Ultimately, it was a flak burst that got them. The night sky lit up with white-hot explosions. Shrapnel ripped through their airplane. All four engines caught fire. The bomb bay was engulfed in flames as well. Smoke filled the cockpit and the flight’s commander issued an order to bail out. Lt Hanley opened the escape hatch and, following the co-pilot, he jumped into the unknown. A few harrowing seconds later, Hanley found his ripcord and deployed his chute.
In the dim moonlight, he found himself drifting toward a field of rice paddies. Immediately after dropping into the muck, he was surrounded by angry farmers. Taking out their frustration with the enemy Americans, he and the others who landed nearby were beaten by the crowds. Were it not for a local police intervening in the melee, Lt Hanley might have died at the hands of the farmer-warriors. Many who landed in the fields that night did not survive.
Hanley was taken under guard to the local village mayor’s office where he was initially interrogated. There, the initial shock of his surroundings behind him, Fiske discovered that he had actually suffered severe wounds during the attack. It seems the flak attacked had damaged more than the aircraft that night. The bursts had ripped over 30 holes open along his back and legs. Bleeding, and on the brink of dying, Hanley was given basic first aid and thrown in a prison cell.
Two agonizing days later Lt Hanley found himself in a tiny prison cell in Tokyo. Beaten daily, his life on the line at every turn, Fiske lived in constant fear of his captors. A 5’ X 9’ cell was his home. Food rations were a meager rice ball and a few ounces of dirty water.
Yet, every day, the American bombing runs came closer and closer. There was hope that the war was nearing an end. The tide had turned and, when the atomic bombs were dropped on Hiroshima and Nagasaki, the Japanese Emperor agreed to an unconditional surrender. Lt Hanley’s beatings ceased and regular rations were immediately returned. August 29, 1945, was liberation day for him and his fellow prisoners.
A lifetime later, Fiske Hanley stands before a group of starry-eyed Civil Air Patrol cadets recounting this harrowing story as if it were yesterday. Proudly wearing the uniform of his youth, he wryly smiles when they kneel to pose for a photo. Cadets representing several Texas Wing, Group VI squadrons gathered recently at the Azle, TX Veterans of Foreign Wars post to meet the American hero.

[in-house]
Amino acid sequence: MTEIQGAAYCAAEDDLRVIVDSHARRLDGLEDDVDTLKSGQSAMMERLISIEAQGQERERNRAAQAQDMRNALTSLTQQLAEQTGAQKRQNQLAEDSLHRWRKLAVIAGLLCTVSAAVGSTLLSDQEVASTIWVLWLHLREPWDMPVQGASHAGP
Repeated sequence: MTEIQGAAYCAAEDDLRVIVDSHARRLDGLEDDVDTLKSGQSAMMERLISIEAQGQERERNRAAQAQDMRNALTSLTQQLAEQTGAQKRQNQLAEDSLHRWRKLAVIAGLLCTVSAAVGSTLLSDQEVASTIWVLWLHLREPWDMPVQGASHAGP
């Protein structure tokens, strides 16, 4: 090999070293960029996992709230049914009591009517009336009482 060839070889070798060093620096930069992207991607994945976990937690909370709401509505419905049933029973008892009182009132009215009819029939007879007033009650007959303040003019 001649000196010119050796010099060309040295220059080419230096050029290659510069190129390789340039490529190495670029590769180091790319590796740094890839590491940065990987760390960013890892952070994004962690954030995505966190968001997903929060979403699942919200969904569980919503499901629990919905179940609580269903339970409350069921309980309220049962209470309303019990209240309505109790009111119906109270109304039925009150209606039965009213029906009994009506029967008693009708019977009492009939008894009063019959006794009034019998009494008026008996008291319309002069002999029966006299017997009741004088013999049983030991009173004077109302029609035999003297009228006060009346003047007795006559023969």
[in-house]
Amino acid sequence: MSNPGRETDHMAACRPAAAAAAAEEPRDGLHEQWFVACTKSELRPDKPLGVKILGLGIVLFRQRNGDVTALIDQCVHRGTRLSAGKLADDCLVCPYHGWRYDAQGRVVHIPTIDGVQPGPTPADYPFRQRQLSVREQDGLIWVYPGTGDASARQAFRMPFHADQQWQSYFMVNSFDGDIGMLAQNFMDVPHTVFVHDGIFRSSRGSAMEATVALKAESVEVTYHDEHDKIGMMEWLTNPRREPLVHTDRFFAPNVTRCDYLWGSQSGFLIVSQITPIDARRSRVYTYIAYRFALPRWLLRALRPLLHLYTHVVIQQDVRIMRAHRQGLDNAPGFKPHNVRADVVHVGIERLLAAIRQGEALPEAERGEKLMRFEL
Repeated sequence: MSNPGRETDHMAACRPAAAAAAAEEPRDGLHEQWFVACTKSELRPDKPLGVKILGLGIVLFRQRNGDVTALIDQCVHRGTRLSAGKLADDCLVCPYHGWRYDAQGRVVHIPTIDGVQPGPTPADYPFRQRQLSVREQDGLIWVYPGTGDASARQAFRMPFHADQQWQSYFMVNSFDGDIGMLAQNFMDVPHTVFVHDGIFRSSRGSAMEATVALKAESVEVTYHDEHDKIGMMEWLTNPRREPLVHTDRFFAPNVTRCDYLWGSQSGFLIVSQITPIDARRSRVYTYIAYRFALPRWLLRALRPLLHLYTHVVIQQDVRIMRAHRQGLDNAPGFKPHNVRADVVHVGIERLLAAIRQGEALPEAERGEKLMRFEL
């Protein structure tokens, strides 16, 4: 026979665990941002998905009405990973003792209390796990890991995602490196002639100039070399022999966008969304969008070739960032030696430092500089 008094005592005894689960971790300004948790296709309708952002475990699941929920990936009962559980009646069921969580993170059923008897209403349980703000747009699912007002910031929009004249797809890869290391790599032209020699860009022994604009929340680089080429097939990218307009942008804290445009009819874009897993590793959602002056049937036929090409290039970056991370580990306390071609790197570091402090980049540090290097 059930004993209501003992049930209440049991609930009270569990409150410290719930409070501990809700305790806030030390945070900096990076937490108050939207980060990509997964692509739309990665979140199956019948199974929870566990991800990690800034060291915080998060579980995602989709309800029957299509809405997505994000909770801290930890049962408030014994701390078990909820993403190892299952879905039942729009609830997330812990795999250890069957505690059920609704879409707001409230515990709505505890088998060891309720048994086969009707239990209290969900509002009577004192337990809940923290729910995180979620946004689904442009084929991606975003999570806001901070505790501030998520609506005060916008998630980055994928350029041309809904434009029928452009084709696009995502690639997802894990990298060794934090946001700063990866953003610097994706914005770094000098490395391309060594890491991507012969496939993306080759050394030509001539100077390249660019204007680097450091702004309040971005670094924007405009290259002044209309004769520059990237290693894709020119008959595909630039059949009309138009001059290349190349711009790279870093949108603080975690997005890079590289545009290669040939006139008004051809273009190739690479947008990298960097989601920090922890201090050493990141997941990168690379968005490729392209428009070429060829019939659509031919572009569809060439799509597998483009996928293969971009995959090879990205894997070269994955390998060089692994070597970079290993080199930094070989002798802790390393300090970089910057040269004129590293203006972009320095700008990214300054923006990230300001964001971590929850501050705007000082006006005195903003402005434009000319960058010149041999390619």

The Civil Air Patrol is known for providing opportunities like this to cadets on a regular basis. Its focus on aerospace education is sure to include a healthy mix of history. To be in the audience of a true American hero is a wonderful bonus.
Civil Air Patrol, the longtime all-volunteer U.S. Air Force auxiliary, is the newest member of the Air Force’s Total Force. In this role, CAP operates a fleet of 560 aircraft, performs about 90 percent of continental U.S. inland search and rescue missions as tasked by the Air Force Rescue Coordination Center and is credited by the AFRCC with saving an average of 80 lives annually. CAP’s 60,000 members also perform homeland security, disaster relief and drug interdiction missions at the request of federal, state and local agencies. In addition, CAP plays a leading role in aerospace/STEM education, and its members serve as mentors to over 25,000 young people participating in CAP’s Cadet Programs. Visit www.GoCivilAirPatrol.com or www.CAP.news for more information.